By Marilyn M. Barnewall
February 9, 2011
The Super Bowl game was great – what a joy to watch Aaron Rodgers so effectively replace Brett Favre and come into his own! Favre once said he wasn’t taking Rodgers under his wing and that Rodgers would have to figure it out on his own. It wasn’t his job, Favre said, to mentor Rodgers.
It’s probably a good thing that Favre went diva on this issue because Aaron Rodgers managed to do something Favre has never done: Win the Most Valuable Player award for the game. Perhaps Favre could stand a little mentoring from Rodgers? Many people don’t know that Rodgers is the Packers’ Team Captain, too.
Though the game was enjoyable, the more football game halftimes I watch, the more convinced I am that people who plan these things have no common sense. And, though I heard the pre-game show about the history of our Declaration of Independence was excellent (I missed it), the pre-game singing left a great deal to be desired.
It’s usually Super Bowl halftimes that disgust me. This one didn’t do anything to impress or entertain me, but it wasn’t as tasteless as the Janet Jackson boob-mobile in 2004. This year, the most disgusting thing was Christina Aguilera’s butchering of our National Anthem.
I once sang for a living with the Air Force Academy Dance Band when it played at the Lowry Air Force Base Officer’s Club on weekends (before the Academy moved to Colorado Springs). I understand the difference between being a song stylist and a crooner. Even more important, I understand the difference between singing a hymn or an anthem and a pop tune. Our National Anthem is a hymn. I don’t know about you, but I’m sick and tired of hearing pop singers stylize the National Anthem of this Great Nation in an attempt to make it sounds like “them.”
Aguilera did more than stylize our nation’s song. She forgot the words! Ms. Aguilera sang “Whose broad stripes and bright starts through the perilous fight. What so proudly we watched at the twilight’s last gleaming.” The actual lyrics: "Whose broad stripes and bright stars through the perilous fight. O'er the ramparts we watched were so gallantly streaming."
During rehearsals, Aguilera cut off the rehearsal without singing the song all the way through. It was the way she wanted it and she saw no reason to rehearse the entire song. What a perfect example of why professionals do complete dress rehearsals… to prevent this kind of mistake.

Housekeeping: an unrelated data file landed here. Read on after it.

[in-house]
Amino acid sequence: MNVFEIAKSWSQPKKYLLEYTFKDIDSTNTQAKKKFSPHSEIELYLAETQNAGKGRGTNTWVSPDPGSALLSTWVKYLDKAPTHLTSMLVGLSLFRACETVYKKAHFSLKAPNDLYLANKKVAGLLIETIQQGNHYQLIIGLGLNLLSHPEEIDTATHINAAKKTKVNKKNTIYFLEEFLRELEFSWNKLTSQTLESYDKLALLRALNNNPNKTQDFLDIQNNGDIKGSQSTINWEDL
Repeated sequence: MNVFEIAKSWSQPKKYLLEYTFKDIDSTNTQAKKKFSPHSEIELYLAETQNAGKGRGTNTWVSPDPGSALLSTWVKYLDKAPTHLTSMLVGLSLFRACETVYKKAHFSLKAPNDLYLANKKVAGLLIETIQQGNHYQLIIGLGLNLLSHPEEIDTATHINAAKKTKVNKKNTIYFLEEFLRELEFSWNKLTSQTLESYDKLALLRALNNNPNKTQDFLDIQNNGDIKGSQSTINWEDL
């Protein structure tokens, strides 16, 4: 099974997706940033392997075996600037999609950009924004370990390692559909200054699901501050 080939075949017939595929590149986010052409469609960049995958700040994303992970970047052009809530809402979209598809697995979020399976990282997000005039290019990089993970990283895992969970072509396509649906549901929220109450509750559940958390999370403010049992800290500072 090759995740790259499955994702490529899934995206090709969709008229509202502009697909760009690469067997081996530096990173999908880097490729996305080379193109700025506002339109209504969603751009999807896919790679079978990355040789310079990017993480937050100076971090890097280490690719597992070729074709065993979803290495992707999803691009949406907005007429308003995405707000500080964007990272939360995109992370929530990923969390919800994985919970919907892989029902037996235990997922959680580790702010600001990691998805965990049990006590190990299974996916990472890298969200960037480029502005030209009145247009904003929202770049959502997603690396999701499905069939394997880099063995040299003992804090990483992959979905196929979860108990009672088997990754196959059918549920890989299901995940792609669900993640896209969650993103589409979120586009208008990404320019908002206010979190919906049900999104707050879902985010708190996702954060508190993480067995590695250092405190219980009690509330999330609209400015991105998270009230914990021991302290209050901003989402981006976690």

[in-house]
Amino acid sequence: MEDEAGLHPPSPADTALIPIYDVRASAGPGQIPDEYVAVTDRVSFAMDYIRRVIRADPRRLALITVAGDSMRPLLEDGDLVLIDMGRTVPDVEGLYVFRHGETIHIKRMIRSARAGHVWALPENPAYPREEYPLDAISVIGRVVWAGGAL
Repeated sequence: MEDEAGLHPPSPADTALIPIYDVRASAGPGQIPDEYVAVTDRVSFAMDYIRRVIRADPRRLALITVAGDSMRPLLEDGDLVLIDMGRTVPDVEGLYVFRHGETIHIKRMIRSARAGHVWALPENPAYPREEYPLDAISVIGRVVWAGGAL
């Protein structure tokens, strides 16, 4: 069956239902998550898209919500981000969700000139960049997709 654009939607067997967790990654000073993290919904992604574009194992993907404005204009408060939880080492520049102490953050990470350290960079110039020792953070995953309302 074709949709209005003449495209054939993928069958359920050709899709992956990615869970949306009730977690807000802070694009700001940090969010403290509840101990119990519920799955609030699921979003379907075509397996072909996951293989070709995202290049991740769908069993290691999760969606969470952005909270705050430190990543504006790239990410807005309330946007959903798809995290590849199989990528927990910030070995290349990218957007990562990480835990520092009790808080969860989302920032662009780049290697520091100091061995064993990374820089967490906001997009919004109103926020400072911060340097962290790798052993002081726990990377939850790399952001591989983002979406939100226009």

Regardless of the cause, I’m tired of having singer/stylists think that because they have been asked to sing the National Anthem before an important event, they should turn it into pop music. That’s like taking the Lord’s Prayer and singing it to Bee-Bop-Ah-Lu-La.
So, dear Ms. Aguilera and every other warbler in the world, when you sing a song that represents the heart of a nation, remember that it is not intended to sound like it represents you and your singing style. Aguilera has a beautiful voice and had she sung the National Anthem as it was written it would have been wonderful. I don’t want to start an event by remembering a singer’s style. I want a National Anthem which memorializes my country.
NOTE TO FRUSTRATED, EGOCENTRIC SONG STYLISTS: Put your ego in your purse (or back pocket) and understand the honor that has been bestowed upon you when you are asked to open an event by singing America’s National Anthem. It would also be a good idea to make sure you know the words to the song before you butcher them in front of one of the world’s largest television audiences.
NOTE TO BIG EVENT PLANNERS (ESPECIALLY SUPER BOWL PLANNERS): Please ask the person who is retained to sing America’s National Anthem to sing it as written, not as interpreted. Most Americans don’t give a rat’s ass about how singers interpret the Anthem. The song vibrates in the hearts of patriotic Americans everywhere. They want to hear it sung to their vibration, not the singer’s.
As for half-time, one of the things Super Bowl entertainment is known for is innovation. Black Eyed Peas has been doing pretty much the same thing on television the past few months as it did during the half-time show. The entry onto the field was good, but Black Eyed Peas doesn’t carry the kind of reputation in the music biz sufficient to carry such a large event. Their lyrics were clichéd and tired and they were sung to unyielding beats, often in a rap style exhibiting little singing talent.
Who do Super Bowl planners think comes to these games? What do they think the average age of the person is who has the money to buy Super Bowl tickets and advertised products? I haven’t done a statistical analysis of it, but the average age is far older than people who are attracted to Black Eyed Peas.
Dallas Cowboy General Manager Jerry Jones surprised me. I thought he would ensure that the new state of the art Arlington, TX-based home of the Cowboys that hosted Super Bowl XLV would make sure the world’s spotlight on Dallas would cast a positive shadow. Jones is a personable guy who is Chairman of the NFL Network Broadcast Committee, a member of the Management Council Executive Committee, the Special Committee on League Economics and the Pro Football Hall of Fame Committee. Jones has served two prior terms as a member of the NFL's Competition Committee as well as a stint on the Business Ventures Committee. He has all of the experience and contacts to produce a first rate Super Bowl production – but didn’t.